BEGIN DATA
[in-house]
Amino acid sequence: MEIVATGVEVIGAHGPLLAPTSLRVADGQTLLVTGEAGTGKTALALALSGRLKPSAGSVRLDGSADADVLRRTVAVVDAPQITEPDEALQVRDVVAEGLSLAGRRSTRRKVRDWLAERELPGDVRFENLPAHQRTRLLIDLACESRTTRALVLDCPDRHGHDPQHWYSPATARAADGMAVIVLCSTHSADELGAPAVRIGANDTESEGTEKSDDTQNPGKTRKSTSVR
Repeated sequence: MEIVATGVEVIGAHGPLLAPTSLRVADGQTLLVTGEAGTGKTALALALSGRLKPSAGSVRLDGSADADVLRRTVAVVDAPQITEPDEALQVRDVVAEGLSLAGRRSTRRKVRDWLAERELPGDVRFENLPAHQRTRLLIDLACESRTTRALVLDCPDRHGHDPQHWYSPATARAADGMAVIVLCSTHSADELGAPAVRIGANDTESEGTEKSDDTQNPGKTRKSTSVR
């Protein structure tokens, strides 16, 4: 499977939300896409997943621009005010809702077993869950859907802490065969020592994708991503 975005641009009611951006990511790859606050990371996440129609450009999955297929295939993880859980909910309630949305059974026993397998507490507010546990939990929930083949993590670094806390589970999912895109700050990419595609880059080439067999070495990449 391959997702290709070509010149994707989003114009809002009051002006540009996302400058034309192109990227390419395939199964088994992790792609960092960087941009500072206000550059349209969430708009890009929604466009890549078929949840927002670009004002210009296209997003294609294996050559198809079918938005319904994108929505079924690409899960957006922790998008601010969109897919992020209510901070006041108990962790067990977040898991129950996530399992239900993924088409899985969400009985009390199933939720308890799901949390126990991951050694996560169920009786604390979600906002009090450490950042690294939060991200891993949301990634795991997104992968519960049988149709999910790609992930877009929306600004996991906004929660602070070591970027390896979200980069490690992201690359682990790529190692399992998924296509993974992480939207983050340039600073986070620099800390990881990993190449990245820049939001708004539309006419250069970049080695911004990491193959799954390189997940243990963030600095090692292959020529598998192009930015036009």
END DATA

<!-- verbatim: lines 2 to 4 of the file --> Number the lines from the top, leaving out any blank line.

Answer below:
Amino acid sequence: MEIVATGVEVIGAHGPLLAPTSLRVADGQTLLVTGEAGTGKTALALALSGRLKPSAGSVRLDGSADADVLRRTVAVVDAPQITEPDEALQVRDVVAEGLSLAGRRSTRRKVRDWLAERELPGDVRFENLPAHQRTRLLIDLACESRTTRALVLDCPDRHGHDPQHWYSPATARAADGMAVIVLCSTHSADELGAPAVRIGANDTESEGTEKSDDTQNPGKTRKSTSVR
Repeated sequence: MEIVATGVEVIGAHGPLLAPTSLRVADGQTLLVTGEAGTGKTALALALSGRLKPSAGSVRLDGSADADVLRRTVAVVDAPQITEPDEALQVRDVVAEGLSLAGRRSTRRKVRDWLAERELPGDVRFENLPAHQRTRLLIDLACESRTTRALVLDCPDRHGHDPQHWYSPATARAADGMAVIVLCSTHSADELGAPAVRIGANDTESEGTEKSDDTQNPGKTRKSTSVR
């Protein structure tokens, strides 16, 4: 499977939300896409997943621009005010809702077993869950859907802490065969020592994708991503 975005641009009611951006990511790859606050990371996440129609450009999955297929295939993880859980909910309630949305059974026993397998507490507010546990939990929930083949993590670094806390589970999912895109700050990419595609880059080439067999070495990449 391959997702290709070509010149994707989003114009809002009051002006540009996302400058034309192109990227390419395939199964088994992790792609960092960087941009500072206000550059349209969430708009890009929604466009890549078929949840927002670009004002210009296209997003294609294996050559198809079918938005319904994108929505079924690409899960957006922790998008601010969109897919992020209510901070006041108990962790067990977040898991129950996530399992239900993924088409899985969400009985009390199933939720308890799901949390126990991951050694996560169920009786604390979600906002009090450490950042690294939060991200891993949301990634795991997104992968519960049988149709999910790609992930877009929306600004996991906004929660602070070591970027390896979200980069490690992201690359682990790529190692399992998924296509993974992480939207983050340039600073986070620099800390990881990993190449990245820049939001708004539309006419250069970049080695911004990491193959799954390189997940243990963030600095090692292959020529598998192009930015036009």